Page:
MINNEAPOLIS (WCCO) – Important research on the effectiveness of a third dose of the COVID-19 vaccine is underway in the Twin Cities.

As WCCO found out, the research is offering perspective on how well the vaccine works and exactly who should be looking at getting a third dose.

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Proud mom and wife Sally Thompson of St. Anthony Village got the news in 2009.

“It’s not fun to hear the words ‘you have cancer.’ It’s not fun. It’s a huge blow, take a lot of getting used to,” she said.

She has Non-Hodgkin’s lymphoma, and after beating several relapses, her immune system took a beating too – making COVID-19 extra dangerous.

“No one came in and out of our house for almost a year, including our sons,” she said.

She got the vaccine in January but she says, “I did have an antibody test in May and found out apparently I didn’t have any antibodies or apparently they were too small to count.”

Her case falls right into line with rare vaccine research conducted on the University of Minnesota campus. Dr. Amy Karger with Laboratory Medicine and Pathology at the university says “some of the studies show as many as 60% in these immunocompromised groups aren’t responding and that’s a lot higher than we were anticipating.”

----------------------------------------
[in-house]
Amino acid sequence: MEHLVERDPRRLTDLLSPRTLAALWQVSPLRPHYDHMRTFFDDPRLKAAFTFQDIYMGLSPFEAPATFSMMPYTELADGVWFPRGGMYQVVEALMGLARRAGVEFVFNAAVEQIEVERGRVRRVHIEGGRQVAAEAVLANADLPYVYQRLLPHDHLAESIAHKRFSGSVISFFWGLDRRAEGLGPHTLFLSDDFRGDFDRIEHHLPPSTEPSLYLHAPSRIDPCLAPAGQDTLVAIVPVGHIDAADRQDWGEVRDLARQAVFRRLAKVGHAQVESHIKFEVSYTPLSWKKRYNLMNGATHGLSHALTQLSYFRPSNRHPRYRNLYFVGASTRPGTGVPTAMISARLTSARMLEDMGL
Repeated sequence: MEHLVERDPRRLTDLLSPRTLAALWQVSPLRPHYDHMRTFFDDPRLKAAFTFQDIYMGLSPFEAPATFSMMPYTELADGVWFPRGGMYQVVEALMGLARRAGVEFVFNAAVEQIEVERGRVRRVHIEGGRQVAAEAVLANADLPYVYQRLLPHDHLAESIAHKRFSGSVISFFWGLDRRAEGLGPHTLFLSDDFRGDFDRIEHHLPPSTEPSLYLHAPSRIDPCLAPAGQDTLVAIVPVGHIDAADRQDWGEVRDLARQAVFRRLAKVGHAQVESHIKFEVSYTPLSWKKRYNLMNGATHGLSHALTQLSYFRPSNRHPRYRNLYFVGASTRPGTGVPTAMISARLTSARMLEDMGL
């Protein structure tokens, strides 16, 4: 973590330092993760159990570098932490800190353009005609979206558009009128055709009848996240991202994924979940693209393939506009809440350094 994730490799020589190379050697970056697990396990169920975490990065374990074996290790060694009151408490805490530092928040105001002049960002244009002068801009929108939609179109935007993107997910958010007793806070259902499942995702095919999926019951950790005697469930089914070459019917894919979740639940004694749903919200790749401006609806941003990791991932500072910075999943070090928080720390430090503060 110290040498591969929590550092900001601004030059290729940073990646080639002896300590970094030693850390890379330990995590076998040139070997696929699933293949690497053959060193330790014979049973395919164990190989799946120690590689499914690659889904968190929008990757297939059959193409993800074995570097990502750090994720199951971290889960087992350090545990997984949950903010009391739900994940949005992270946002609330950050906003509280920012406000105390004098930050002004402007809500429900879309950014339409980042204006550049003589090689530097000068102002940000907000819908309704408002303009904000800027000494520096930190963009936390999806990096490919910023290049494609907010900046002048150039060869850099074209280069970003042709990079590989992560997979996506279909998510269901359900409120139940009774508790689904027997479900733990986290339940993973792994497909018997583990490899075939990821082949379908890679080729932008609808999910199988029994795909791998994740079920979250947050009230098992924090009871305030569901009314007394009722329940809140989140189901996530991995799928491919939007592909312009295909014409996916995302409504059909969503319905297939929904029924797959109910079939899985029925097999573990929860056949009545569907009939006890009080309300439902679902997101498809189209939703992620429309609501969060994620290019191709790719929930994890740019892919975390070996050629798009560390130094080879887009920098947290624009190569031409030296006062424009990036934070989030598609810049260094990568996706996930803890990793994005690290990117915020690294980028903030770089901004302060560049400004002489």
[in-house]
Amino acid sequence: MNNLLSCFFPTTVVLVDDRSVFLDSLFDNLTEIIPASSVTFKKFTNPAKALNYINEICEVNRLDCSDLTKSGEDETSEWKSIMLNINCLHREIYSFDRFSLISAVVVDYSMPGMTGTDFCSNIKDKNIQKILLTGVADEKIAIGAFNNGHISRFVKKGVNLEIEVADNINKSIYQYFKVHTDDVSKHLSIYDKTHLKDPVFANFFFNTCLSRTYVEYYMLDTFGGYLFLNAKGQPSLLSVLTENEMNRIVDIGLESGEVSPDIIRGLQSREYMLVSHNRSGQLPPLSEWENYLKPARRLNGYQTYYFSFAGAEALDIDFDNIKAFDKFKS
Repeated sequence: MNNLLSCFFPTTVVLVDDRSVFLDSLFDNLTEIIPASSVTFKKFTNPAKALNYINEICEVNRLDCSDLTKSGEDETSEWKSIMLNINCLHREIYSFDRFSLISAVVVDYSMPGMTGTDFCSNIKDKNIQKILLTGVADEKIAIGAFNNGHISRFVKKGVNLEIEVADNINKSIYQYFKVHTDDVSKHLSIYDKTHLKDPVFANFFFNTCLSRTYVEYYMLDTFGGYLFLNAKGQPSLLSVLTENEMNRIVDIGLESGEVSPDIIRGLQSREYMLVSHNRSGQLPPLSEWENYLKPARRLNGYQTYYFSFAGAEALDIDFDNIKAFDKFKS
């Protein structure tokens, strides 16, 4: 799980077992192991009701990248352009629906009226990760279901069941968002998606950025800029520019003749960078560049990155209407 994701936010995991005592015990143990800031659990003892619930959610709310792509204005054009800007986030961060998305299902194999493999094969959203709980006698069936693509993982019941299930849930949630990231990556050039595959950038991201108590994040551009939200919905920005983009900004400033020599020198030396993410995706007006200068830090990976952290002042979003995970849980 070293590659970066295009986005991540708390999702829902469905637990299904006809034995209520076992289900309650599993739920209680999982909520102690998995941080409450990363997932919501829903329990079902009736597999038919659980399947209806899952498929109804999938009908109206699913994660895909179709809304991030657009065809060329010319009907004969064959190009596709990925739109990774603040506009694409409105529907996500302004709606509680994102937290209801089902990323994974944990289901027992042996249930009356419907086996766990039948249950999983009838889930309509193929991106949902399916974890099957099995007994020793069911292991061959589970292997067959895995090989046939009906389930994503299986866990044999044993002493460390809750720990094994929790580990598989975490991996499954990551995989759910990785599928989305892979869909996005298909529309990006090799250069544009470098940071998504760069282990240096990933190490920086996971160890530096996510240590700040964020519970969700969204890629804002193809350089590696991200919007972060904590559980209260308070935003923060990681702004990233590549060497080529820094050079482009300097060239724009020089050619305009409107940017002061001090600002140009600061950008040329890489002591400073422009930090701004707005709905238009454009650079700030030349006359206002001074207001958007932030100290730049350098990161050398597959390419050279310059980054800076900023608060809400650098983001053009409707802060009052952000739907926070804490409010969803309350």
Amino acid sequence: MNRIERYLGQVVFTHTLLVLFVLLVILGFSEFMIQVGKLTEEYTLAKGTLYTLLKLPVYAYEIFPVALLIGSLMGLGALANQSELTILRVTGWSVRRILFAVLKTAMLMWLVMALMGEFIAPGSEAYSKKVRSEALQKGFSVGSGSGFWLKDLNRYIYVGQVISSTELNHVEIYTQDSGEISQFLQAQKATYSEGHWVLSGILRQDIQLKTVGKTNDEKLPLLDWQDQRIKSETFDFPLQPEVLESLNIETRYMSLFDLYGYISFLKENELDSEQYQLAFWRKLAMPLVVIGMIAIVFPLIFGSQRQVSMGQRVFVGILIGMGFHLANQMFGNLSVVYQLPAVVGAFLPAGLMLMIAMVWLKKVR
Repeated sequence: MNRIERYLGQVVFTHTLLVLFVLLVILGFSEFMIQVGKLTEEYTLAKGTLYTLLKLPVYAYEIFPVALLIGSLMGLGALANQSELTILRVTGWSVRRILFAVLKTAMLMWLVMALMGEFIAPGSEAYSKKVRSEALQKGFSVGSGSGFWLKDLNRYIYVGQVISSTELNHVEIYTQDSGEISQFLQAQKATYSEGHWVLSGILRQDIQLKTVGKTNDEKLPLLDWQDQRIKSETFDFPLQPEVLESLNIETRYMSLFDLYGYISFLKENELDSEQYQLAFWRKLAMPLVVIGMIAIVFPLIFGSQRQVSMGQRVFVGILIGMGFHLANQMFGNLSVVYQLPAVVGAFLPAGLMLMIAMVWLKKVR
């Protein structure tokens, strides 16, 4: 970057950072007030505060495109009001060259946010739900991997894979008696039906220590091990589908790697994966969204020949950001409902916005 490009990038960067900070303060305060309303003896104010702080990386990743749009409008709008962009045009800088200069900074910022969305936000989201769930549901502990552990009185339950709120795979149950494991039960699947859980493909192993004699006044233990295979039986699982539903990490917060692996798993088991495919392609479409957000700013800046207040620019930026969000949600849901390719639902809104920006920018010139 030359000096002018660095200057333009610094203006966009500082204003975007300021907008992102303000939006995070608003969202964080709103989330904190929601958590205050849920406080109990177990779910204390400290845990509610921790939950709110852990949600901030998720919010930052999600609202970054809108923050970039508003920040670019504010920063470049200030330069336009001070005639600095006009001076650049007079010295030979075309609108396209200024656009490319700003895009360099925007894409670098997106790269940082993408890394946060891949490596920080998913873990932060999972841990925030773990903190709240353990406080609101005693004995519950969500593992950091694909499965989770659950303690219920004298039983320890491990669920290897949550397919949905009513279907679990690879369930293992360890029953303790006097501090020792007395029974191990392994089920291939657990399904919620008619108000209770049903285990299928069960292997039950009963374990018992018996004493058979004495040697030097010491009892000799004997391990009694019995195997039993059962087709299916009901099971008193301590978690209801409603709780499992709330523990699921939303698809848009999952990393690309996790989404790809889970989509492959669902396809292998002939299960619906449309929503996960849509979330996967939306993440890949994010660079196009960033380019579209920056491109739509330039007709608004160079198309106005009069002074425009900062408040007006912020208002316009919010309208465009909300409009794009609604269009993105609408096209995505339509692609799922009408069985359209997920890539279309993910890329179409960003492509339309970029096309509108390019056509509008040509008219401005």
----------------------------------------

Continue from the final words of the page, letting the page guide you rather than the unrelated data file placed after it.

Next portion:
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Dr. Karger is heading up research on how the vaccine impacts people who’ve had cancer, HIV, or an organ transplant.

“The good news is even though there are some suboptimal responders to the vaccine, the preliminary data seems to indicate that we can get a subset of those get to a higher level of immunity with that third dose,” she said.

She says research shows few side effects and significant coverage from the third dose, and she is opening her study to gather even more information on the new dose she already believes in.

“My thought is that people should absolutely go get the third dose based on what we know today,” she said.

And Thompson is doing just that next week – she will then join Dr. Karger’s open study.

“Happy to help the university and hope a lot more people in my situation will sign up and be a part of my study,” she said.

If anyone is interested in that study, the university is actively seeking participants. Study participants have to get the shot on their own, then the university will monitor effectiveness. They are also asking for healthy volunteers to be a control for the experiment.

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For more information on the study, click here.

Susan-Elizabeth Littlefield